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Old 21-02-2018, 02:39 PM   #1
Fentum
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Damaged Bumpers - Repair or replace?

To cut a long story short, I've damaged both front and rear bumpers of my wife's car and my question is whether, given I can procure undamaged replacements for less than £100 each, I should get these repaired or simply take them off, replace them and get the body shop to match spray the new bumpers. I'm guessing that spraying whole bumpers, while more expensive, will be less obvious...

Front off-side damage:





Rear near-side damage:







Longer version to amuse those reading: I don't know what it is with me and my wife's car but I've now had a mishap with her new car in the snow.

She asked me to drive her car out from London to Italy. Fine.

"But it has summer tyres", I said.
"Will that be a problem?", she asks.
"Yes but don't worry - eBay is your friend."

Two days later, a fine set of SLK wheels and good winter tyres arrive. I try to put them on. They need Merc's short bolts. The current wheels have long bolts.

"Hello Mercedes Colindale, I need the SLK R171 short bolts. Do you have any in stock?"
"Yes"
"How many?"
"Computer says 20"
"Good, I'll buy them. I'm coming over now"

Thirty minutes later

"These are the long bolts," say I.
"So they are".
"Do you have the short bolts?"
[Twenty minutes later] "No"
"So why did you say...Oh never mind!"
Then: "Bugger, I'm off to the continent tomorrow morning."

No problem, I tell myself. I'll go via Switzerland as they are best at gritting and keeping the motorways open, and I'll pack my snow chains just in case. (And winter tyres are not mandatory there as they are in France and parts of Italy.)

Off we go.

Night spent in Baden-Baden, except not in BB but on the top of a steep hill outside BB. Six in the morning start and there is a frost and a 1 in 5 descent for about 7km. But we get down OK.

It rains all the way to Basel and, as we cross the Swiss border, it starts to sleet.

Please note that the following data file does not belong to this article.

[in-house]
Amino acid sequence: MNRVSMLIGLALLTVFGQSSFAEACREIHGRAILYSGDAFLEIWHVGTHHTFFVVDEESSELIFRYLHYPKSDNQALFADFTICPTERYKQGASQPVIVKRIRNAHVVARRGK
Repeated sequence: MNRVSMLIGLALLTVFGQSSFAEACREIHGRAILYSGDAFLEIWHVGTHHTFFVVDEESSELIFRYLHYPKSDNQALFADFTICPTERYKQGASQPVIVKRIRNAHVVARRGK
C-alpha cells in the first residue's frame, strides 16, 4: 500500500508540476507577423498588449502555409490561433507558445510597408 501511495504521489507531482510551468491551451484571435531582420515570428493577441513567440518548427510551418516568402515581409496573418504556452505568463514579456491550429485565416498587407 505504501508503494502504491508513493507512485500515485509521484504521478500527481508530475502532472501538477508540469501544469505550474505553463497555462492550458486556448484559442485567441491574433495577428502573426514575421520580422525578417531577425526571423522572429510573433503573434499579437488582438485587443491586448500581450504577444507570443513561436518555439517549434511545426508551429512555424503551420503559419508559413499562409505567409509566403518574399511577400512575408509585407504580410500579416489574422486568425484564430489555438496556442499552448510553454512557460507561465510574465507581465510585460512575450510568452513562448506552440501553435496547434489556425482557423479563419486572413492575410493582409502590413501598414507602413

I press on as I am half-Norwegian, used to driving in snow, and anyway (obvs) a driving god.

Little matter that I have a RWD Automatic with ESC which can't be fully switched off. I'll make it.

I make it through a worsening blizzard as far as the last service area before the Gotthard Tunnel and the weather is getting worse still. I toy with the idea of hunkering down there for an hour or so. Or should I put the snow chains on? Hell no, the tunnel is ten and a half miles long and there's no snow in there, so why on earth should I clank through? I'll reappraise at the other end.

Well, there was no snow in there and I set cruise control to avoid a speed fine and all was well. Except, there was a blizzard at the exit and I was losing traction, with a Fiat which, had it been any closer to my jacksie, would having been having carnal knowledge of me. I started to pull over, forgetting that I had not deactivated my ESC. Result, slow motion waltzing on ice into a snow bank - hence the limited damage to the front bumper. Oh well. Worse things happen at sea etc...Or, indeed, to my wife's previous SLK. (I had bought this one to replace the one I totalled for her near Mont Blanc in late September.)

Blinkers on, hi viz vest on, warning triangle out.

At this point the Swiss motorway fuzz turn up. Great, I think. They'll have the chains on in no time. But, no.

They check my papers and my vignette (all good, so they can't fine me) then tell me that I am not obstructing the motorway, so they can't fine me. I have all the warning gear out, so they can't fine me. I must put snow chains on if I wish to proceed. (As I can't proceed without them, this was singularly helpful advice). And off they go.